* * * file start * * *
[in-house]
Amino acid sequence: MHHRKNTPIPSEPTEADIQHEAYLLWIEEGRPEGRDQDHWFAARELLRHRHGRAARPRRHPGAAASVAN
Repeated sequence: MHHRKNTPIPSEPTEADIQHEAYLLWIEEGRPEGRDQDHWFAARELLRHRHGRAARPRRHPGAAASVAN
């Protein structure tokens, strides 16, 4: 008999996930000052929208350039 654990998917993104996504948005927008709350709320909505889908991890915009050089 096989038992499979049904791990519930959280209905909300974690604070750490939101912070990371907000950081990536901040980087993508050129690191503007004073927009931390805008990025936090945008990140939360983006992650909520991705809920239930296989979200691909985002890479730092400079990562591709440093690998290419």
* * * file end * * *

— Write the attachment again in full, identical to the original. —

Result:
[in-house]
Amino acid sequence: MHHRKNTPIPSEPTEADIQHEAYLLWIEEGRPEGRDQDHWFAARELLRHRHGRAARPRRHPGAAASVAN
Repeated sequence: MHHRKNTPIPSEPTEADIQHEAYLLWIEEGRPEGRDQDHWFAARELLRHRHGRAARPRRHPGAAASVAN
């Protein structure tokens, strides 16, 4: 008999996930000052929208350039 654990998917993104996504948005927008709350709320909505889908991890915009050089 096989038992499979049904791990519930959280209905909300974690604070750490939101912070990371907000950081990536901040980087993508050129690191503007004073927009931390805008990025936090945008990140939360983006992650909520991705809920239930296989979200691909985002890479730092400079990562591709440093690998290419």